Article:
The fact the book doesn't decouple ConcreteObserver from ConcreteSubject doesn't mean that you're not allowed to change it up in your own implementation - by all means, Programmers thinking for themselves and adapting a solution to their own needs is generally expected. In a similar vein, there would be nothing wrong with sending the Subject's current state in the notification instead of having the Observer query the Subject. I would argue that these are small implementation details however; changing these doesn't fundamentally stop it being the Observer pattern.

Observer Example - Desktop GUIs

Consider a typical example in a GoF-era desktop GUI application. These apps usually contain a Windowing message/event system - for example:

  • An event loop (usually the application's main thread) consuming input events from the operating system (e.g. keyboard/mouse input)
  • A collection of UI control instances (Concrete Subjects) able to handle input events.
  • An event dispatcher which is able to resolve each input event to a specific UI Control and trigger the notification.

In this scenario, the event system only really cares about some abstract notify() interface and a way of identifying the target control. It doesn't care whether the actual concrete type of a target happens to be a Button, ListBox, TextBox, etc. so long as they are all able to handle the same event.

"Patterns are not building blocks"(*1)

(*1) If you haven't seen this excellent answer on the topic of Design Patterns, then it's worth reading: Choosing the right Design Pattern

Perhaps the most important lesson is not to worry about the minutiae of any particular implementation, but the general principle of decoupling the source of an event away from application behaviours. It's something you'll find in most libraries/frameworks handling events and push notifications.

If you're comfortable with this, then any approach you use to make it happen are entirely up to you, and any variations are fine too. There are near-limitless different ways to implement some form of Observer pattern, many of which are arguably better than the GoF example; especially when considering features available in different programming languages and frameworks.

  • @Downvoter - please let me know what you think could be improved with this answer; any feedback helps improve the site for everybody! Commented May 31 at 21:26

Things that interact must be coupled in some way. Much of software engineering is about how to keep the coupling to the minimally necessary one-way coupling.

Implementing state change propagation in the naive way almost inevitably results in unnecessary two-way coupling. The Observer design pattern is really just the least complicated way of not doing that.

  • 1
    Wouldn't collapsing Subject and ConcreteSubject in a single (concrete) object achieve the same coupling with one less interface? Even in a situation where I need to pass an abstract Subject the observer has to know about the concrete implementation to do any meaningful work - unless it only needs the notification with no other information, but that's quite a niche use case IMO.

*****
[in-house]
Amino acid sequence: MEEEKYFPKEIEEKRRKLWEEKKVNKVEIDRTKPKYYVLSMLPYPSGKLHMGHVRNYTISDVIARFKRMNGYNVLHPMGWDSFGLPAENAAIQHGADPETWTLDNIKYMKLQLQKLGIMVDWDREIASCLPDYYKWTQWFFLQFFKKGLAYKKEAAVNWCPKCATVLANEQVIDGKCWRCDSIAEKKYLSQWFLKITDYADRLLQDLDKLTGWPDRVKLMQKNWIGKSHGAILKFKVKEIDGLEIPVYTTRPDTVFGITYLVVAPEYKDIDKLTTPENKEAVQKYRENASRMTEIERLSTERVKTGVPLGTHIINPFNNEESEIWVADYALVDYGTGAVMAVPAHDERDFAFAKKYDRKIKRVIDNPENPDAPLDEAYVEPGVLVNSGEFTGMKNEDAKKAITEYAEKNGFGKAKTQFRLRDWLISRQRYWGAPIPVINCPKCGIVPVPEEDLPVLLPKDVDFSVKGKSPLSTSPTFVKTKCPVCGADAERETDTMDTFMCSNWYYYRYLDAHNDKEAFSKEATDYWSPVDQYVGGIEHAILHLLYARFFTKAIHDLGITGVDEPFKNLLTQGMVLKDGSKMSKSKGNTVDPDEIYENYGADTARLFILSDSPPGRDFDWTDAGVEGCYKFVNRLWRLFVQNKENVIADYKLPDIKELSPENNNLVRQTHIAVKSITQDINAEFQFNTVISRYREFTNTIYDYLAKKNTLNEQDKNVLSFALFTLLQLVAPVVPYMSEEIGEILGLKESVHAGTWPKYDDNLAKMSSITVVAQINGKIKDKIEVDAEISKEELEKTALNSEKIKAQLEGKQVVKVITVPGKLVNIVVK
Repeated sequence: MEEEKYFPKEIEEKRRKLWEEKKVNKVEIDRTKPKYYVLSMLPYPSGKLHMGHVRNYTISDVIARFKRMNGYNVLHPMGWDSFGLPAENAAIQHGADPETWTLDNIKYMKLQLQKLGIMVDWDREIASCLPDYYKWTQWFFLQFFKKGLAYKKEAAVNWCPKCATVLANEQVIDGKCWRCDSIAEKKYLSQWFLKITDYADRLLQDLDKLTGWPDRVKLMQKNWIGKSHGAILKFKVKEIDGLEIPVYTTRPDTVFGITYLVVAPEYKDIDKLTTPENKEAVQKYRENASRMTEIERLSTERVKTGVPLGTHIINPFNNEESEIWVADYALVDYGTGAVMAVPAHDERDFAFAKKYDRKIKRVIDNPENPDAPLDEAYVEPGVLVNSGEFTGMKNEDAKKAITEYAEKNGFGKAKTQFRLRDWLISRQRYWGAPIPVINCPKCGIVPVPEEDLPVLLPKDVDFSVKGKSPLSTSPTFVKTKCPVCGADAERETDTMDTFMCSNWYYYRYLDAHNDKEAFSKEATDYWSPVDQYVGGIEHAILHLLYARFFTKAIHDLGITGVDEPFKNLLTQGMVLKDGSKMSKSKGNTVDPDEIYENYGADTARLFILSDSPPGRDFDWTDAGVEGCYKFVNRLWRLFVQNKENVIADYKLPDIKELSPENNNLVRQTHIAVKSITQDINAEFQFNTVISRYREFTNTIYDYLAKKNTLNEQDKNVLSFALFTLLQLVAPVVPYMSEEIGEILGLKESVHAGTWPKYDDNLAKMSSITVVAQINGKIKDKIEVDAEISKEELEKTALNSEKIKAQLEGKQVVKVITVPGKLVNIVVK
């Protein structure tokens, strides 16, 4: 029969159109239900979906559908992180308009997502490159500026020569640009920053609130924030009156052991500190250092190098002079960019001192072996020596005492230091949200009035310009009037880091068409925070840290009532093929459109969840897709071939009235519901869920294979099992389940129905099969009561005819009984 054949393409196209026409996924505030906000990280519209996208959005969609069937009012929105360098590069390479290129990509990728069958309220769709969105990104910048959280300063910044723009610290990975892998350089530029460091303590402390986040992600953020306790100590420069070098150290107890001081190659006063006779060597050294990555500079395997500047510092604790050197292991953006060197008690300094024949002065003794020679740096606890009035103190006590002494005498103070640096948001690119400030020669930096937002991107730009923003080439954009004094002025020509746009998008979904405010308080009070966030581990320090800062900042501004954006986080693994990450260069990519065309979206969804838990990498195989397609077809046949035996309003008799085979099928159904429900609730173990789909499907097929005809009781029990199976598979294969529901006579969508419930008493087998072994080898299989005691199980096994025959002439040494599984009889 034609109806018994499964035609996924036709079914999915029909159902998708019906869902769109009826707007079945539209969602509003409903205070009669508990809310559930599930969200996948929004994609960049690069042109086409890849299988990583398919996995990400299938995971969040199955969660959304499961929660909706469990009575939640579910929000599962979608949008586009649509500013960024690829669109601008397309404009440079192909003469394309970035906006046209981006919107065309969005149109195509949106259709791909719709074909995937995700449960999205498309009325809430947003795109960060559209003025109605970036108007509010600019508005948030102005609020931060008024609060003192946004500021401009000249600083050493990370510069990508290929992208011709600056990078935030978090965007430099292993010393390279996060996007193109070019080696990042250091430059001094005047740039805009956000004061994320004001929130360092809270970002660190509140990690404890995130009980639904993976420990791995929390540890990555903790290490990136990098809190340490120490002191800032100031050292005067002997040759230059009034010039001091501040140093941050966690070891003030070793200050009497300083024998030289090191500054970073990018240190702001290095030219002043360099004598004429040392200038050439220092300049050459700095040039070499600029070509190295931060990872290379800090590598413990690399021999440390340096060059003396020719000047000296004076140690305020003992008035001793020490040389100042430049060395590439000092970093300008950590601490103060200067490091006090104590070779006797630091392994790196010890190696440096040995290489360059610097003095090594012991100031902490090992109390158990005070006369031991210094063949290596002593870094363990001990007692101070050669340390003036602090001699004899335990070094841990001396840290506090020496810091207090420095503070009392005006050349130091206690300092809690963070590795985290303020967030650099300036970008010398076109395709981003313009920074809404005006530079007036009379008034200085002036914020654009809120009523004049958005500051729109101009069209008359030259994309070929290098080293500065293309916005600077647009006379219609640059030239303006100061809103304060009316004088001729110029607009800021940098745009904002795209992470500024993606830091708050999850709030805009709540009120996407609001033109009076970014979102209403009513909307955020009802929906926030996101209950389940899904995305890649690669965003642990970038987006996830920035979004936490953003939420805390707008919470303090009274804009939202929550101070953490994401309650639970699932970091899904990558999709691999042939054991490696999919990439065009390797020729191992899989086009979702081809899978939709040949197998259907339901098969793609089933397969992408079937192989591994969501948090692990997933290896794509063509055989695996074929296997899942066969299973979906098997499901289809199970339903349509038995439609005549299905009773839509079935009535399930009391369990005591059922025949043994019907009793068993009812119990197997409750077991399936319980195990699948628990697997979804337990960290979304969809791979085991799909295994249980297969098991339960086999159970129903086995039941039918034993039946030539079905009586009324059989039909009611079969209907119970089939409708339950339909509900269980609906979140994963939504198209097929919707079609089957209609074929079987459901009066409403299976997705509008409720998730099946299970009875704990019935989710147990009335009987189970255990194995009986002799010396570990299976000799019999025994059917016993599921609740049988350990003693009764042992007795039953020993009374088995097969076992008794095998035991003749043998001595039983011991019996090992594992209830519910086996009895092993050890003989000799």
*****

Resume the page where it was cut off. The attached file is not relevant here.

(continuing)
– Maldus
    Commented May 29 at 7:32

The abstract observer and subject allow to specify the general interaction principle (contract) that all subjects and observers must implement, i.e. registration and notification, while leaving details of what an observer can do with a subject that notified it to their concrete implementations.

In their original book, the GoF did not distinguish explicitly interfaces in this pattern, but used abstract classes instead (at the time of publishing that book, Java was not born yet). In this model the abstract class had the advantage to also allow to implement some repetitive registering mechanisms, that in the Head First book and other variants need to be implemented for every implementation of the interface.

The navigable association back from concrete observer to concrete subject allows the observer to know more about the subject.

There are variants of this pattern where the back navigable association is defined in the abstract class (or in the interface, via a parameter of the update call). But these variants impose that the concrete observers can only use the general subject interface unless they do some nasty risky downcasting.

Let's take an example of observer in the MVC architecture. The abstract observer/subject contract specify the general principle that a view (observer) can be notified and observe changes in the model (e.g. Person, Cars or other business objects). But in reality, not every view would be interested in all the model elements (e.g. some views display person information, others display car informations). So most of the time the view needs to know more about the subject that it observes to do useful things (e.g person view needs to know that a person subject has a first and a last name, car view needs to know which car characteristics could be displayed). This is why the back link is generally defined only in the concret observer.

You could as well think that all these abstractions are unnecessary overhead and go directly at the concrete level, implementing classes that have implicitly the interface. This would probably work but creates a strong coupling between concrete subject and observer, thus reducing reuse possibilities, and making exteremely difficult to have an observer that is able to register to several subjects (practical example: a reusable MVC controller elemnt that just observes model objects to see if they changed to activate/deactivate a save menu - not possible without the abstraction layer)

  • 2
    My confusion isn't about the dependency between observer and subject, it's in the double interface. What is the point for an abstract Subject if every ConcreteObserver must know the ConcreteSubject? No element cares about Subject in this diagram.
    – Maldus
    Commented May 29 at 7:46
  • @Maldus ok, edited
    – Christophe
    Commented May 29 at 11:47